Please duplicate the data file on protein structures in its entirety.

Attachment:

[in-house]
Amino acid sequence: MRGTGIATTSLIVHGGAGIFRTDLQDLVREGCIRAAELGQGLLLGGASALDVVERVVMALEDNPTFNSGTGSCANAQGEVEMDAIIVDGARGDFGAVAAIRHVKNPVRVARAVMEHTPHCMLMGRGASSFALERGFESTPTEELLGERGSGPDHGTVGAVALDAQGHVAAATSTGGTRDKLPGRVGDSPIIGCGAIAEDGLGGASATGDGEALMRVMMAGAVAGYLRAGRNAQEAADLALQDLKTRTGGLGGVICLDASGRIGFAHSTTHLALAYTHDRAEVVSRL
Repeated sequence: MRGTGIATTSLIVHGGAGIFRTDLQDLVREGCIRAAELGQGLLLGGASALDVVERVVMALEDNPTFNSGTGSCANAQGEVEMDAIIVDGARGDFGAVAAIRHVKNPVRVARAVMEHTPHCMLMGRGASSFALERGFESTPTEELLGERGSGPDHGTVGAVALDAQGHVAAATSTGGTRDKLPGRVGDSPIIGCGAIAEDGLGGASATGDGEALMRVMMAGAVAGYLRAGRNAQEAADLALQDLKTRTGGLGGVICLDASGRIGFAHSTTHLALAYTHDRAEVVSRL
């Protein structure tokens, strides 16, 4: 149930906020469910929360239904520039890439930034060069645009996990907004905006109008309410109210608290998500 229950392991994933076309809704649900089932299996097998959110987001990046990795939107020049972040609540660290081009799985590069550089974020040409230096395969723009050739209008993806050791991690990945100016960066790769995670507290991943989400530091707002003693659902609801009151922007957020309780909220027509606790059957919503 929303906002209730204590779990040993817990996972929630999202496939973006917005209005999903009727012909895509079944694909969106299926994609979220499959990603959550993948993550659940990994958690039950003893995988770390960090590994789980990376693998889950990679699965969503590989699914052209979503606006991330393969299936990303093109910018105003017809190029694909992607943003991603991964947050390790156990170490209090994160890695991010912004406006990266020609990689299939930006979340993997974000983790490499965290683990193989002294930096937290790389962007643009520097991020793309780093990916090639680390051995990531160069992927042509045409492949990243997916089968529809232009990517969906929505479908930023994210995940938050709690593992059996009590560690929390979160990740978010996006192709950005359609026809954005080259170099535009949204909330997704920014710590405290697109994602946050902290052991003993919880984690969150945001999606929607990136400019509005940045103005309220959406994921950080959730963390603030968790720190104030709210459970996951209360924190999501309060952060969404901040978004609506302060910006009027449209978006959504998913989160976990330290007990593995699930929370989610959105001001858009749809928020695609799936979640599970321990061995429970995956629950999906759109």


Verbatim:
[in-house]
Amino acid sequence: MRGTGIATTSLIVHGGAGIFRTDLQDLVREGCIRAAELGQGLLLGGASALDVVERVVMALEDNPTFNSGTGSCANAQGEVEMDAIIVDGARGDFGAVAAIRHVKNPVRVARAVMEHTPHCMLMGRGASSFALERGFESTPTEELLGERGSGPDHGTVGAVALDAQGHVAAATSTGGTRDKLPGRVGDSPIIGCGAIAEDGLGGASATGDGEALMRVMMAGAVAGYLRAGRNAQEAADLALQDLKTRTGGLGGVICLDASGRIGFAHSTTHLALAYTHDRAEVVSRL
Repeated sequence: MRGTGIATTSLIVHGGAGIFRTDLQDLVREGCIRAAELGQGLLLGGASALDVVERVVMALEDNPTFNSGTGSCANAQGEVEMDAIIVDGARGDFGAVAAIRHVKNPVRVARAVMEHTPHCMLMGRGASSFALERGFESTPTEELLGERGSGPDHGTVGAVALDAQGHVAAATSTGGTRDKLPGRVGDSPIIGCGAIAEDGLGGASATGDGEALMRVMMAGAVAGYLRAGRNAQEAADLALQDLKTRTGGLGGVICLDASGRIGFAHSTTHLALAYTHDRAEVVSRL
């Protein structure tokens, strides 16, 4: 149930906020469910929360239904520039890439930034060069645009996990907004905006109008309410109210608290998500 229950392991994933076309809704649900089932299996097998959110987001990046990795939107020049972040609540660290081009799985590069550089974020040409230096395969723009050739209008993806050791991690990945100016960066790769995670507290991943989400530091707002003693659902609801009151922007957020309780909220027509606790059957919503 929303906002209730204590779990040993817990996972929630999202496939973006917005209005999903009727012909895509079944694909969106299926994609979220499959990603959550993948993550659940990994958690039950003893995988770390960090590994789980990376693998889950990679699965969503590989699914052209979503606006991330393969299936990303093109910018105003017809190029694909992607943003991603991964947050390790156990170490209090994160890695991010912004406006990266020609990689299939930006979340993997974000983790490499965290683990193989002294930096937290790389962007643009520097991020793309780093990916090639680390051995990531160069992927042509045409492949990243997916089968529809232009990517969906929505479908930023994210995940938050709690593992059996009590560690929390979160990740978010996006192709950005359609026809954005080259170099535009949204909330997704920014710590405290697109994602946050902290052991003993919880984690969150945001999606929607990136400019509005940045103005309220959406994921950080959730963390603030968790720190104030709210459970996951209360924190999501309060952060969404901040978004609506302060910006009027449209978006959504998913989160976990330290007990593995699930929370989610959105001001858009749809928020695609799936979640599970321990061995429970995956629950999906759109």